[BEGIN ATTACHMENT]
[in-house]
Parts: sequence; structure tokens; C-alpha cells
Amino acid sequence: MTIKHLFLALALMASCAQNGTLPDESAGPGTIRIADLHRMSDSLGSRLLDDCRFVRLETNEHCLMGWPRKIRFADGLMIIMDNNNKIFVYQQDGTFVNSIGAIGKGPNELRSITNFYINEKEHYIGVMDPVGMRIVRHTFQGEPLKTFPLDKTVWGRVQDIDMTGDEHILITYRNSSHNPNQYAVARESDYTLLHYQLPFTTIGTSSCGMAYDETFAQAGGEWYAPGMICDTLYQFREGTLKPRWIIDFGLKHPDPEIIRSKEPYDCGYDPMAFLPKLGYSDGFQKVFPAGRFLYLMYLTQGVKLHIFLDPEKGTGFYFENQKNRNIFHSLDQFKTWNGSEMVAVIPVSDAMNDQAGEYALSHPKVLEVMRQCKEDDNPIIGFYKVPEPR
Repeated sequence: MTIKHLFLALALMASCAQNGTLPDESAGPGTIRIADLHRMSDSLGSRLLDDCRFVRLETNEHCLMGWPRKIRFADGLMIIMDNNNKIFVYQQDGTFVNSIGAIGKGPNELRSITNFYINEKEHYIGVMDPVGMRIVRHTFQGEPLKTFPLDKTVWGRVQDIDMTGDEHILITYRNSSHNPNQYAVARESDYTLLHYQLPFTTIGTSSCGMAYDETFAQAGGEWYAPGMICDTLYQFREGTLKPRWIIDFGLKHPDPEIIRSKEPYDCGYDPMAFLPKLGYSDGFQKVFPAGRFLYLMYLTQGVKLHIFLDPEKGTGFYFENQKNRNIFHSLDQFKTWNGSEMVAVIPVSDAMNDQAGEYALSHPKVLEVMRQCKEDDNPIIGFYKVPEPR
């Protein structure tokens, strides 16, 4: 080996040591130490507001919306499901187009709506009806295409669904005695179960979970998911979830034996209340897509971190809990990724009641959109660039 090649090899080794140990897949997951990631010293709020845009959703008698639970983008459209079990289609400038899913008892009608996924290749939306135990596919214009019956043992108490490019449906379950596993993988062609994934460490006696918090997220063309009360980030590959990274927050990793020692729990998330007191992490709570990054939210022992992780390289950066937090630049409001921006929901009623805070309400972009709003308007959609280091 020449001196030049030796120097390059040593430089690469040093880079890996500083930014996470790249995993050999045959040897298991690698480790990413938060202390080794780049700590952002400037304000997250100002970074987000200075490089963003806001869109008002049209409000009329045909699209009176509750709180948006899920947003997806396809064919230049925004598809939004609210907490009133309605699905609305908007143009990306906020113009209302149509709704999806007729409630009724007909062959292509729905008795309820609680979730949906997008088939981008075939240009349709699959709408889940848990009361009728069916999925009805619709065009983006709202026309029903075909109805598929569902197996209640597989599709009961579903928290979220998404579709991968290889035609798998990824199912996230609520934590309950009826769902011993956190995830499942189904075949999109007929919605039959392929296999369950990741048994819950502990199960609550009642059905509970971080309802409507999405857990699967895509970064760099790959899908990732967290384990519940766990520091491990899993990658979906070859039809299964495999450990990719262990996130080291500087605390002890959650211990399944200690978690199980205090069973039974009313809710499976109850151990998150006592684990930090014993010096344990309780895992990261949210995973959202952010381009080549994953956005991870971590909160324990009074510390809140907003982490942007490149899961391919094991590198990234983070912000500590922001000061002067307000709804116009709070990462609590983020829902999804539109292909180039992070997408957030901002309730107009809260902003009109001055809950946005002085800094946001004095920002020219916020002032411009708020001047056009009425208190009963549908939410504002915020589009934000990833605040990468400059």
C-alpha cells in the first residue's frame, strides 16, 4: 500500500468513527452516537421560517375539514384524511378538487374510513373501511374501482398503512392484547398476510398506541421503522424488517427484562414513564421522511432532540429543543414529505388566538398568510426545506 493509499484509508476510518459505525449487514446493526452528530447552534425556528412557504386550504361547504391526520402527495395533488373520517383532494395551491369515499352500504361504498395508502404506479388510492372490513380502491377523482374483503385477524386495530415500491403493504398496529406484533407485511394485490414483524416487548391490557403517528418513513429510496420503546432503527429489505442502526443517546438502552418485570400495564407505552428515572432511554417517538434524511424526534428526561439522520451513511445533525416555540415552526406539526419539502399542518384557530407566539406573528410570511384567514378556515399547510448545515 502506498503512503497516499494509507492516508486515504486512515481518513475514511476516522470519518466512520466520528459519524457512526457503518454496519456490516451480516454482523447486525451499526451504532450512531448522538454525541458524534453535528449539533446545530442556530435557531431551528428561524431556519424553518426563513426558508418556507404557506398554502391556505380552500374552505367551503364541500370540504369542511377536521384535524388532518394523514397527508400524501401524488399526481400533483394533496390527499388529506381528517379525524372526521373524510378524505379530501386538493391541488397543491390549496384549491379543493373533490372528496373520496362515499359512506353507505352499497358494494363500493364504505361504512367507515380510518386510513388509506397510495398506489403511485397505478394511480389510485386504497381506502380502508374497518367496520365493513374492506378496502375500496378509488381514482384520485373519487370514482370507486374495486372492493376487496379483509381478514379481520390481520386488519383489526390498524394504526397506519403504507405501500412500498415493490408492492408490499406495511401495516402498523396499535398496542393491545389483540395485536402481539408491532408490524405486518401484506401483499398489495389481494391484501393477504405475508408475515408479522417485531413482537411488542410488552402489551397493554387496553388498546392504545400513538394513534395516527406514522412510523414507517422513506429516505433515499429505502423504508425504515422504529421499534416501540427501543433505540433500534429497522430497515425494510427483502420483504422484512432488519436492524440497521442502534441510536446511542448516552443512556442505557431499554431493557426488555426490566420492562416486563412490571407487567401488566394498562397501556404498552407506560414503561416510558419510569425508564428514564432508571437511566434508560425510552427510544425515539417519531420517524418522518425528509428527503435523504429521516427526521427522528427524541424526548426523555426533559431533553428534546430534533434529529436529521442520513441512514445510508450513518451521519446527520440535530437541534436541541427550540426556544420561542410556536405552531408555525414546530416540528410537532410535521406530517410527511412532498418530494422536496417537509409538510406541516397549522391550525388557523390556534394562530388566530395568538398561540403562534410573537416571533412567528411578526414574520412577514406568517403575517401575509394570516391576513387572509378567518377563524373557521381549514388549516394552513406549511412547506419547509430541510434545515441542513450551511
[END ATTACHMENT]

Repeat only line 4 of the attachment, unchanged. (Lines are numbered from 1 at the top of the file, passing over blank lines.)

Repeated sequence: MTIKHLFLALALMASCAQNGTLPDESAGPGTIRIADLHRMSDSLGSRLLDDCRFVRLETNEHCLMGWPRKIRFADGLMIIMDNNNKIFVYQQDGTFVNSIGAIGKGPNELRSITNFYINEKEHYIGVMDPVGMRIVRHTFQGEPLKTFPLDKTVWGRVQDIDMTGDEHILITYRNSSHNPNQYAVARESDYTLLHYQLPFTTIGTSSCGMAYDETFAQAGGEWYAPGMICDTLYQFREGTLKPRWIIDFGLKHPDPEIIRSKEPYDCGYDPMAFLPKLGYSDGFQKVFPAGRFLYLMYLTQGVKLHIFLDPEKGTGFYFENQKNRNIFHSLDQFKTWNGSEMVAVIPVSDAMNDQAGEYALSHPKVLEVMRQCKEDDNPIIGFYKVPEPR